Sunday, 19 July 2015

Loveless – Who Loved Much

When I visited the little chapel in Tolpuddle on Tuesday, I was very moved to read about George Loveless. He was the leader of the farm workers who organised themselves into a union in 1834. A staunch Methodist, and a local preacher, George Loveless was a righteous, thoughtful and God-fearing man. His concern was for those in desperate need – it is said that for many of the agricultural labourers and their families, their diet was mostly ‘tea, bread and potatoes’. He loved his friends and neighbours and was driven to improve their situation. His Christian faith, and the belief that men had the right to a decent wage, in order to provide for their families compelled him to establish a union in Tolpuddle in 1837.
The authorities arrested him and his comrades, and after an unjust trial, they were transported to Australia, sentenced to seven years penal servitude. He wrote out this poem* on a scrap of paper, and passed it to an onlooker. It became the Martyrs’ Hymn of Freedom.
God is our guide from field and wave,
From plough, from anvil, and from loom;
We come to liberate the slave,
And speak the factious despot's doom:
And, hark! we raise from sea to sea,
The watchword—“ GOD AND LIBERTY !”

We draw no devastating sword,
No war's destructive fires we light,
By reason and the living word
Of God, we put our foes to flight:
And, hark! we raise from sea to sea,
The watchword—“ GOD AND LIBERTY !”

We come with blessings in our train,
To spread them with a bounteous hand;
To wipe away the guilty stain
Of slavery, from this much-lov'd land:
And, hark! we raise from sea to sea,
The watchword—“ GOD AND LIBERTY !”
[*the poem was written by George de Bosco Attwood of Birmingham in 1832]
The first verse speaks of the different backgrounds of those involved in the struggle. The middle verse of their determination to avoid physical violence, but win their cause by ‘reason and the living word of God’ and the final verse speaks of the blessings which will come when slavery is abolished.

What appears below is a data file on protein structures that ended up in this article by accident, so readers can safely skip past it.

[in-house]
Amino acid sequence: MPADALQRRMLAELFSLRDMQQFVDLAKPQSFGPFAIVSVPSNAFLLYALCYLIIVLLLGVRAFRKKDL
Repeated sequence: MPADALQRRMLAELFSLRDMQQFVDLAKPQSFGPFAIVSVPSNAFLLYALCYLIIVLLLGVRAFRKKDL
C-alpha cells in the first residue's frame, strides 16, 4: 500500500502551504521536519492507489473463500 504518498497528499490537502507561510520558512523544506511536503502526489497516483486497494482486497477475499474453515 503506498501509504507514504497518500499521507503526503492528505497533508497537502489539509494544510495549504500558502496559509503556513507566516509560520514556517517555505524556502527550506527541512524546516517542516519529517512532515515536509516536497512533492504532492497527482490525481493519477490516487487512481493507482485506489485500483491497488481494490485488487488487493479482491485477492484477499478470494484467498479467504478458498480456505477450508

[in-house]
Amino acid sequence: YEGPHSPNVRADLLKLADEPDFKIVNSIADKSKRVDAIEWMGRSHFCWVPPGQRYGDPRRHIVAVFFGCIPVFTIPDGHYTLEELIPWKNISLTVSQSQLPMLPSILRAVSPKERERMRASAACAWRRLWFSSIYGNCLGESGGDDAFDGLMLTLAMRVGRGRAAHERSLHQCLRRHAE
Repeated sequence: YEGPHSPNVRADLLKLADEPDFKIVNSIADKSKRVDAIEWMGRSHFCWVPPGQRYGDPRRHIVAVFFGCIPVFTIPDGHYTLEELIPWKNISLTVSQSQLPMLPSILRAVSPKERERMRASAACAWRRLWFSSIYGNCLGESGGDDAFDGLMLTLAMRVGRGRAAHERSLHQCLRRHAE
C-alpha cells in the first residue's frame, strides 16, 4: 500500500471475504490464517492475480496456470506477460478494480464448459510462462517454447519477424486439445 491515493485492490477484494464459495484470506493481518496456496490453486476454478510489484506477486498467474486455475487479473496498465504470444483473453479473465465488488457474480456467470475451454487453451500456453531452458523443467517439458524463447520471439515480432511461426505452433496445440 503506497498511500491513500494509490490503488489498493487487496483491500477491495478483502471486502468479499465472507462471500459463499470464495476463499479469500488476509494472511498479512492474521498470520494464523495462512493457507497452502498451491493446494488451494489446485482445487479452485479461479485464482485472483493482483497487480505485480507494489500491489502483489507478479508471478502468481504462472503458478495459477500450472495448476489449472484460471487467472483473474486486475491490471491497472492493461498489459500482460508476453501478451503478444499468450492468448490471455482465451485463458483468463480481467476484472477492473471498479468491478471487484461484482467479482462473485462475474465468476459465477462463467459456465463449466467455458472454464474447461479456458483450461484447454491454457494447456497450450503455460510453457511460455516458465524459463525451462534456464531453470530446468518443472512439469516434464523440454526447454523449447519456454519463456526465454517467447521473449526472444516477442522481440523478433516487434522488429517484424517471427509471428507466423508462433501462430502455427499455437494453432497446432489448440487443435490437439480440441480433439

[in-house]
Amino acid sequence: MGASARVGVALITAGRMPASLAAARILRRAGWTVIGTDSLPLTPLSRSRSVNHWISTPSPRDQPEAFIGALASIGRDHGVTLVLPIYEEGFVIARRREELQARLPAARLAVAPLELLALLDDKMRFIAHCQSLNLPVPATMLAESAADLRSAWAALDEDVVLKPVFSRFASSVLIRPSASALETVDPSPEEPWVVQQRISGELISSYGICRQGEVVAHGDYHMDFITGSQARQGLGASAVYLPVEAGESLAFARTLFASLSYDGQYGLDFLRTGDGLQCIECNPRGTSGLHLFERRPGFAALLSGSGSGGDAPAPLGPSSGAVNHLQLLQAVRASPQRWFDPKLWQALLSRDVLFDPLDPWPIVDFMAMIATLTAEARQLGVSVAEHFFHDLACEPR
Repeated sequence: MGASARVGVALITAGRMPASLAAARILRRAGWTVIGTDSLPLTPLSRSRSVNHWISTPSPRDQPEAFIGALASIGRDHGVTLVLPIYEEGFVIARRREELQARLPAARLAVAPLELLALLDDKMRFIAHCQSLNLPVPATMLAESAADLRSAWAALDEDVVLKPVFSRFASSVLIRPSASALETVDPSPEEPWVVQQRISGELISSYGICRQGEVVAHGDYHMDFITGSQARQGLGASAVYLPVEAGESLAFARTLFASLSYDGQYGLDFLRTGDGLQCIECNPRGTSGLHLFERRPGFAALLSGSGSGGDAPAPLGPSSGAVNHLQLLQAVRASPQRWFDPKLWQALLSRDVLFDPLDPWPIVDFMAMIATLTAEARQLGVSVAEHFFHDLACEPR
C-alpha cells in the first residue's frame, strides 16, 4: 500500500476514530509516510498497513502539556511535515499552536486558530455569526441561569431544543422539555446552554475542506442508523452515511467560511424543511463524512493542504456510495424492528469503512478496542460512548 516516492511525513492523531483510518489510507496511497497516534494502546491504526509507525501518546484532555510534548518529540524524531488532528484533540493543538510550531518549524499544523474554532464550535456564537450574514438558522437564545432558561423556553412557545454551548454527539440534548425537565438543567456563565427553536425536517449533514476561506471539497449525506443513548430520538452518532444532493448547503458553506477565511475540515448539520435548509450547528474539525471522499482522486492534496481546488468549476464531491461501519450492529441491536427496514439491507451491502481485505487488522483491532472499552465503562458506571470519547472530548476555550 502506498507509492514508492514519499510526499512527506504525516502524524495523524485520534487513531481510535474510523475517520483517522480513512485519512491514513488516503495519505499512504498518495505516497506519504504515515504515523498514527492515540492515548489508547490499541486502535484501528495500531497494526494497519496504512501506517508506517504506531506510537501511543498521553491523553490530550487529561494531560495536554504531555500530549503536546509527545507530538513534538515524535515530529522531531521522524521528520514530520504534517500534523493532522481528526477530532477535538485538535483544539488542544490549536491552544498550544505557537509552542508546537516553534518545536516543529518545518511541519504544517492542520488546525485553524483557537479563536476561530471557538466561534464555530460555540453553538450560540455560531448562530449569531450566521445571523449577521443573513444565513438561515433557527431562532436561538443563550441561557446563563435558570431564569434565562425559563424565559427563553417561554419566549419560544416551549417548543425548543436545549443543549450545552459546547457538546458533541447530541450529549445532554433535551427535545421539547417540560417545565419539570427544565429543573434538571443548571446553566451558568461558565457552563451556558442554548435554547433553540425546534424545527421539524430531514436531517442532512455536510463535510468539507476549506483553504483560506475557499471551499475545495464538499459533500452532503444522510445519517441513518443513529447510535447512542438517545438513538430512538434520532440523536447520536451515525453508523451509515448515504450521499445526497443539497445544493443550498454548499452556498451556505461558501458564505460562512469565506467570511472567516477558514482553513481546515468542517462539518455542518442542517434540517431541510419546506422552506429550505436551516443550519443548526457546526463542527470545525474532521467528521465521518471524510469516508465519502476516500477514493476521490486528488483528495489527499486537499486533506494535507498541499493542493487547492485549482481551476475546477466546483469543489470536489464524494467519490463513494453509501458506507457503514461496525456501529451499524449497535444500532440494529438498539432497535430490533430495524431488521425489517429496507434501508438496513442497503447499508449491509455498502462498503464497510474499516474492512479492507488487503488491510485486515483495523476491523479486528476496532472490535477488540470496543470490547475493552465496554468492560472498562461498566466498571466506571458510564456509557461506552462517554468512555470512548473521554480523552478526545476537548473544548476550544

One of our lovely Deacons, Pam, [in green teeshirt] heads up the work of CAP [Christians Against Poverty] locally. Yesterday they had a stand at a local Fun Day. I was there briefly in the morning.
It is nearly 200 years since George Loveless preached about the need to help the poor, and ensure families had clothes, food and shelter. I am sad that there is still so much poverty in my country – but grateful to all those, like Pam, who are working hard to eradicate it, and help those in need. May God bless their endeavours.



  1. I was fascinated to read your last post as well as this one about the Tolpuddle Martyrs. My mother who was born in Ontario, Canada was a direct decedent of one of the Loveless brothers (James, I think). My grandfather, Elijah Loveless was a Free Methodist Minister (as was his wife). In their early day the Free Methodists were active in the abolition of Slavery in North American and in women's rights) Its a wonderful heritage and your posts have reminded me of the continuing need to fight slavery in all its forms that is sadly still a huge problem in our world today.
    Thank you for your posts.
    Sylvia den Hollander

  2. Wow- thank you SO much for sharing this information. A truly wonderful heritage as you rightly say. God bless you - and your family!!


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